Car Heater Hoses

Whatever the season is, you wouldn't want either of your car's climate control systems to fail. And it's not just because AC or heater failure means you would have to repair or replace something in them. A more important reason is that a failure in any of these two systems could lead to other more serious problems in your ride. Take, for example, the consequences if a heater hose in your ride gets damaged.

By the component's name itself, you would know that it belongs to the heating system of your car. Still, many confuse it with a radiator hose; they think the two hoses are the same-after all, the coolant that passes through the heater hoses also passes through the radiator hoses, right? Well, that's true. In fact, they're not only the same in terms of the liquid they handle. More or less, the two hoses are also made of the same stuff, which is basically high-temperature-resistant rubber with a reinforcement of woven synthetic threads. But then, these hoses are just too simple to be called different names. To distinguish them, simply take their names as a clue: the one connects to the heater core and the other connects to the radiator.

Now, there are at least two car heater hose units in your ride. Both are connected to the heater core, but one serves as the inlet pipe, while the other as the coolant's outlet. When you turn on your car's heating system, the heater valve opens and lets part of the coolant from the engine to be diverted into the heater core via the inlet hose. The heater core, being a mini radiator with its tiny tubes and fins, give off the coolant's heat into the cabin with the help of the blower fan. After releasing heat, the coolant then leaves the heater core via the outlet hose to go back to the engine to absorb heat again.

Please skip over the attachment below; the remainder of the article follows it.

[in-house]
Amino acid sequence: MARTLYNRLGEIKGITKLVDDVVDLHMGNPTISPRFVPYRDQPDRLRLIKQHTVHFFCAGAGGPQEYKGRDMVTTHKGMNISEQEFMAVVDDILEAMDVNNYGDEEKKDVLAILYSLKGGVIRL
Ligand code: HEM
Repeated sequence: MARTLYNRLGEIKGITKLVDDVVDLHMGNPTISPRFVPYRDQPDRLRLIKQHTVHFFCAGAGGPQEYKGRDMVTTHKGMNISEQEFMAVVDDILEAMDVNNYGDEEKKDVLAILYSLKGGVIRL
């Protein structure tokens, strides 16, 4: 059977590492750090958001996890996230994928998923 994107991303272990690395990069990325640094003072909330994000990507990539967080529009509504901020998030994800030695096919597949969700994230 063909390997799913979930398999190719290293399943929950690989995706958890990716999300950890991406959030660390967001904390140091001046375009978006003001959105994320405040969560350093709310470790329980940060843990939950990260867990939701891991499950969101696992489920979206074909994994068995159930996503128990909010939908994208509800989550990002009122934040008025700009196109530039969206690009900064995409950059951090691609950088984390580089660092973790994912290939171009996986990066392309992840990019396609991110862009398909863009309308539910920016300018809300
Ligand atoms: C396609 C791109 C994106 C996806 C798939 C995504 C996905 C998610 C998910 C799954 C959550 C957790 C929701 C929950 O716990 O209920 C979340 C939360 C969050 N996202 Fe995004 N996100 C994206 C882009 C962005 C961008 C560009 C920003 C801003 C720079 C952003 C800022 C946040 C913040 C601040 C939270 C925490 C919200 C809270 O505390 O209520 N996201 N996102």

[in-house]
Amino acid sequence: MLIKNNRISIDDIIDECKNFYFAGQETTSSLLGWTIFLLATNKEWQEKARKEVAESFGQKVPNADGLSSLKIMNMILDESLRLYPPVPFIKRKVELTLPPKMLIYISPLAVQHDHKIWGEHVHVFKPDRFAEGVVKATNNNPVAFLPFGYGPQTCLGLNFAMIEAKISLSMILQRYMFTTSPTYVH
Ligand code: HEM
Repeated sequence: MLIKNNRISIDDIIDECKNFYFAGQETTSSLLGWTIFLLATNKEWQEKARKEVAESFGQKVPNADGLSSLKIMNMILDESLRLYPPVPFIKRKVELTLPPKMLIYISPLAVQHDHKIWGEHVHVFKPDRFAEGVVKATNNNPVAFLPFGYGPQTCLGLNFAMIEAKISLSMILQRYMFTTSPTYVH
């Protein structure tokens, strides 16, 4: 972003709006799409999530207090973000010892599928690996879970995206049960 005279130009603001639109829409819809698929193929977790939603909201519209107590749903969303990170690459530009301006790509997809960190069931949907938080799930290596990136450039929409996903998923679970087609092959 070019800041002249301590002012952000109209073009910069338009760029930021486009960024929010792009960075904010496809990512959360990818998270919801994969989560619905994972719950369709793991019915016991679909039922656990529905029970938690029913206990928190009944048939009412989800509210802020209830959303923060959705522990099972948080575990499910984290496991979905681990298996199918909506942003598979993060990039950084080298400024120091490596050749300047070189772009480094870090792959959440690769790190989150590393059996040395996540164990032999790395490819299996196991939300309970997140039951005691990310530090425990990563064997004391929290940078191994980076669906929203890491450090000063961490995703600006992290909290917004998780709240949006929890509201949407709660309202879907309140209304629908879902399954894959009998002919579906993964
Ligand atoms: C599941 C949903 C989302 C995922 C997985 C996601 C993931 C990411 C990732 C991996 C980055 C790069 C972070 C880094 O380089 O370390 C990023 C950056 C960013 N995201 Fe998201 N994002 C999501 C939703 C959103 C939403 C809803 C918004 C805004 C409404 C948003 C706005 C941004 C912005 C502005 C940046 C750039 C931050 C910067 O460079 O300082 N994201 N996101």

With a heater hose's functions, you'd definitely be in trouble if one of them gets broken or clogged. Leaks will not only keep your heater from warming up your cabin; they will also drain your cooling system of the precious coolant that keeps the engine from overheating. So, inspect them from time to time. Check each heater hose for visible signs of leak and damage. If there are none, try squeezing them gently. If they crack under the pressure you exerted, or if they already feel brittle or softer than when they were new, then you'd have to replace them soon as possible.

And for a wide selection of heater hose replacements, don't go clicking through other sites anymore because you're already at the store that can give you what you need for your vehicle. We carry trusted brands in the aftermarket industry such as 4 Seasons, AC Delco, and Motorcraft, among others. Just use our Part Finder to browse our fully lined online shelves.
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